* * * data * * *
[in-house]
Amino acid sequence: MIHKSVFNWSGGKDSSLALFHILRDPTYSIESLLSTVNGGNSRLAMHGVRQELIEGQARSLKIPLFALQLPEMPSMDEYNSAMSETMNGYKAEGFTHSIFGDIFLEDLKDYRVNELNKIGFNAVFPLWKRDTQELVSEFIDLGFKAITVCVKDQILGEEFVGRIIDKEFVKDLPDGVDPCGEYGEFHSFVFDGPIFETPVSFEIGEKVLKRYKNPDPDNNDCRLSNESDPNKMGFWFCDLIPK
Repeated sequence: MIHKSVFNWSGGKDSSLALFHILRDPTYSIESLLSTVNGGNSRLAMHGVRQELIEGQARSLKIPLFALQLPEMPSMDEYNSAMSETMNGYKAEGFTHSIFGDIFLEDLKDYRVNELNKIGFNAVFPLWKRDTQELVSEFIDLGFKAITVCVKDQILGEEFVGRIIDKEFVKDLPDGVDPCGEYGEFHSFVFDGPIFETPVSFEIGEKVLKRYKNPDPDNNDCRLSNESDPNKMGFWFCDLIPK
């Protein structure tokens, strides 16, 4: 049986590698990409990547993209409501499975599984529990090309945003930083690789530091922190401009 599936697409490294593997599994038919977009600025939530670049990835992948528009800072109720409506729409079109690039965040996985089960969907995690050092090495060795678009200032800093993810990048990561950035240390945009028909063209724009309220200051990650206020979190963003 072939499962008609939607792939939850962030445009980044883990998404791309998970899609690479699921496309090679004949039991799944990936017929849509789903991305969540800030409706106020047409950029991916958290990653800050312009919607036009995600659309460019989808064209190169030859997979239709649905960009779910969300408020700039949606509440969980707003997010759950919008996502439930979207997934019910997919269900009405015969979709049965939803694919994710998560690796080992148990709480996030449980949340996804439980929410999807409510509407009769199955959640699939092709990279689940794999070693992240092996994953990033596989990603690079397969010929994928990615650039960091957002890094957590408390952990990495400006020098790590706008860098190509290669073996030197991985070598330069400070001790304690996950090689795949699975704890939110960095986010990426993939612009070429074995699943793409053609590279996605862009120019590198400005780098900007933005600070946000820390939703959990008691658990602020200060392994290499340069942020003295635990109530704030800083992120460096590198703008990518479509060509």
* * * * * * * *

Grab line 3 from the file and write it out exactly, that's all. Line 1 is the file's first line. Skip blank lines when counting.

Repeated sequence: MIHKSVFNWSGGKDSSLALFHILRDPTYSIESLLSTVNGGNSRLAMHGVRQELIEGQARSLKIPLFALQLPEMPSMDEYNSAMSETMNGYKAEGFTHSIFGDIFLEDLKDYRVNELNKIGFNAVFPLWKRDTQELVSEFIDLGFKAITVCVKDQILGEEFVGRIIDKEFVKDLPDGVDPCGEYGEFHSFVFDGPIFETPVSFEIGEKVLKRYKNPDPDNNDCRLSNESDPNKMGFWFCDLIPK